SHANGHAI :
China Stops Issuing Airworthiness Certificates for Boeing 737 Max Planes
Chen Shanshan
DATE:  Mar 27 2019
/ SOURCE:  yicai
China Stops Issuing Airworthiness Certificates for Boeing 737 Max Planes China Stops Issuing Airworthiness Certificates for Boeing 737 Max Planes

(Yicai Global) March 27 -- China has stopped accepting airworthiness certificate applications for the Boeing 737 Max after a series of fatal accidents involving the narrow-body aircraft.

The Civil Aviation Administration is investigating the matter and has not ruled out the possibility that a design flaw is behind the crashes, according to a notice seen by Yicai Global that the agency sent to airlines. Boeing is altering the designs of relevant systems on the plane, it added.

The CAA grants airworthiness certificates to civil aircraft to confirm they are secure for flight. They apply only to individual planes, so if a carrier purchases two units of one model then it will need two certificates. Without the permit, a plane cannot legally fly inside China.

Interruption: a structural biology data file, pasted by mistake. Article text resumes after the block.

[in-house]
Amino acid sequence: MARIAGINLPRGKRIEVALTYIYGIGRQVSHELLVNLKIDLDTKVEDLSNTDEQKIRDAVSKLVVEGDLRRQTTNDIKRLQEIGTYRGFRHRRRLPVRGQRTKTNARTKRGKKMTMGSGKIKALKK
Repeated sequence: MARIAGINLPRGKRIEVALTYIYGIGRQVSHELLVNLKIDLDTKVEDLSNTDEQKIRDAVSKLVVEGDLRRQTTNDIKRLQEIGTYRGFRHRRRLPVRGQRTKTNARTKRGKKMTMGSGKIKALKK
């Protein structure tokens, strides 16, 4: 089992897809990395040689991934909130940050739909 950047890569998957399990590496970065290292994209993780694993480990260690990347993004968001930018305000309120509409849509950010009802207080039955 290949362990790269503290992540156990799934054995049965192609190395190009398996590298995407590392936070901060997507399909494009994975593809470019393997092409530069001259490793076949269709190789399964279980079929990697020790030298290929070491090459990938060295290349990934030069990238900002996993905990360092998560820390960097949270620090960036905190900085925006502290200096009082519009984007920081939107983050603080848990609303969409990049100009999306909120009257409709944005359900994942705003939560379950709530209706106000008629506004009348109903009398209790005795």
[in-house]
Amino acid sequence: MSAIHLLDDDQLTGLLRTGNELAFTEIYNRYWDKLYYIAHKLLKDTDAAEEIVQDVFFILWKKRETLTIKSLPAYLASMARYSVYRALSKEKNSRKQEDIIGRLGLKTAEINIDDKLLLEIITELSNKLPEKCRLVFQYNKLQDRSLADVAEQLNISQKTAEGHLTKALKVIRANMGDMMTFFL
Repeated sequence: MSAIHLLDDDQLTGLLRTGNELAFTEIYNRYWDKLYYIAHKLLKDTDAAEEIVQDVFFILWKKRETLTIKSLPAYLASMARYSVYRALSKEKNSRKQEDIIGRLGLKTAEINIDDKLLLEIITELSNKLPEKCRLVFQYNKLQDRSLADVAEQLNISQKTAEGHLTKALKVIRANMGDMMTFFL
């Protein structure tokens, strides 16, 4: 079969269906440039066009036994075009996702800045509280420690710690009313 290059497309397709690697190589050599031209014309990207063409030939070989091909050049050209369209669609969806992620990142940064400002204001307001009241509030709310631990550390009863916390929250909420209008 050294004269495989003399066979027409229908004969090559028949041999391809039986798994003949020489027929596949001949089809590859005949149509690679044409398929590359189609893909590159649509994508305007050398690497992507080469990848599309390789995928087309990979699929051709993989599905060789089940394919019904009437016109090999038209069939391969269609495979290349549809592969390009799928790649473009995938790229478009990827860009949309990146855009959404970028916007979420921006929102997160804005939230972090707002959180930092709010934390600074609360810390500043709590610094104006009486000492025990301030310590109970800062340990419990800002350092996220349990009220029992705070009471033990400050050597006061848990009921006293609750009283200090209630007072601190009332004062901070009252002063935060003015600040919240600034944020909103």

The administration is investigating the recent accidents -- a Lion Air flight that killed 189 in October and an Ethiopian Airlines incident that left 157 dead this month -- and will review the changes Boeing makes to the plane's design, it added. The agency will begin accepting applications for airworthiness certificates again once confirming that the craft complies with CAA requirements.

Boeing has been working on improving the jet's flight control system since the October accident, the Chicago-based firm told Yicai Global. The 737 Max has been grounded by governments and airlines the world since the second fatal accident, and China was the first to keep the planes on the tarmac.

While many carriers are still awaiting the conclusion of investigations into the crashes -- as they may risk breaching contract if they cancel their orders -- China Aviation Supplies Holding has already penned a deal with Boeing rival Airbus for 290 A320s and 10 A350s, it told Yicai Global today. The company purchases aircraft on behalf of Chinese airlines.

Editor: James Boynton

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Keywords:   Boeing 737 Max,Civil Aviation Administration